Don’t get angry!  Whoa!  I’m just saying, it’s better now, and you’re a testament to the efficacy of my work!  It’s a cause for celebration, what we’ve done here together, me with my teachings and you with your reduced drooling and not eating as much of your own body waste as you used to.  Let us toast to the progress made!  No, really, go make me some toast.

I’m just saying that once the month is done, I can focus on other things and you can carry on my work for me.  You must be the ambulatory penis of my work, flopping out into the world to impregnate others with the seed of knowledge that I have planted within you over these past weeks.  No, of course I’m not speaking metaphorically.  I want you to go out and get as many people as you can pregnant.  We need babies, dammit!  As many babies as we can make to fight off whatever that infernal Future-Baby has in store for me.  I figure the best way to fight a baby is with more babies, and by god I’ll have my army yet.

Future-Baby, you started a time-baby war with the wrong person.

So, while we’re waiting for future, let’s just pass the time with today’s fact about your favorite show INVADER ZIM AND HIS ZIM-TIME FRIENDS.

Today I want to talk a little bit about the decision-making process on the show, and how things, when things were at odds with one another, got settled so that everyone knew the right choice was made.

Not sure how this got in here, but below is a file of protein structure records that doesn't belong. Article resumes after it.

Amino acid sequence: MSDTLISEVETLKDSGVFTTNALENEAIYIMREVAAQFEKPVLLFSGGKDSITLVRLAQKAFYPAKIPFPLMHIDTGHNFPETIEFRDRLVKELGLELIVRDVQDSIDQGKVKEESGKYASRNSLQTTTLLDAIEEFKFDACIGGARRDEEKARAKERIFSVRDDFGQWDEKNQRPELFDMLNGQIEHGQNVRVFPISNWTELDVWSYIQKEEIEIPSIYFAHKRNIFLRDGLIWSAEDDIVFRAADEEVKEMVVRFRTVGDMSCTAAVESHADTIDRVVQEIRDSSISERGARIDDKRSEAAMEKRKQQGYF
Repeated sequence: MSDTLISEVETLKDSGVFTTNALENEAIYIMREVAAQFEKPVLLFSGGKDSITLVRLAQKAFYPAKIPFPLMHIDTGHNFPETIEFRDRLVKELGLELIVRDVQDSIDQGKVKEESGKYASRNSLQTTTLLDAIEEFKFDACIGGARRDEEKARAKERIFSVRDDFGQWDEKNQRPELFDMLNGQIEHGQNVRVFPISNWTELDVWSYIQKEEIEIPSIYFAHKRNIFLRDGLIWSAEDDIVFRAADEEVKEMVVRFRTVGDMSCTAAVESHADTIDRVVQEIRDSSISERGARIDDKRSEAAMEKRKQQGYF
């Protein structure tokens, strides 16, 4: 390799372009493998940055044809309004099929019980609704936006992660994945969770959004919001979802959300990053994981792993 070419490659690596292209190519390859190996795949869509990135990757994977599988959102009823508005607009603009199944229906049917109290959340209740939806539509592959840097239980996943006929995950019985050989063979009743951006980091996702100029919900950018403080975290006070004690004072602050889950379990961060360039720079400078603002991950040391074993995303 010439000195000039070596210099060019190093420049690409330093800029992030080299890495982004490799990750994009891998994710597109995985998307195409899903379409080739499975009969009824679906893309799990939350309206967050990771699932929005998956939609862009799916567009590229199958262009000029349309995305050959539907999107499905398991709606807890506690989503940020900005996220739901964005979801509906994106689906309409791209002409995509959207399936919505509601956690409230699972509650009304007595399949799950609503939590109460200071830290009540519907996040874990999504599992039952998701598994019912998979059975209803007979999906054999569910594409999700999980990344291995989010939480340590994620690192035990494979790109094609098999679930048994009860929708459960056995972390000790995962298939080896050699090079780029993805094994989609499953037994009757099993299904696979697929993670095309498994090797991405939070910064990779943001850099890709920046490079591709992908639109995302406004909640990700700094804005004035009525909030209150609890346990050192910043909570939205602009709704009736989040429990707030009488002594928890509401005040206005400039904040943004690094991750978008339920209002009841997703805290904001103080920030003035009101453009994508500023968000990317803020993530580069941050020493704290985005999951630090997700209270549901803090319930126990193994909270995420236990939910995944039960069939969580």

As you know by now, being the boss on an animated series doesn’t exactly mean you’re the guy with all the best ideas.  With a crew of hundreds working with you, the last thing you want to do is not be open to what those people have to say about what might be done with the direction of the show, unless the person offering advice was post-production supervisor, Jason Stiff.  Jason’s ideas were all some of the most horrific, demented shit I had ever heard come out of a human mind, and it didn’t take long before I had to report him to the FBI for how similar a lot of his ideas were to some of the details coming out of the news about some local playground murders.

“Hey!  Hey, Jhonen!  Hey!” was how it’d usually start.  I’d be walking to some meeting or other and suddenly there’d be Stiff, coming at me with a greasy manilla envelope of crude drawings of his to help illustrate whatever his latest idea was.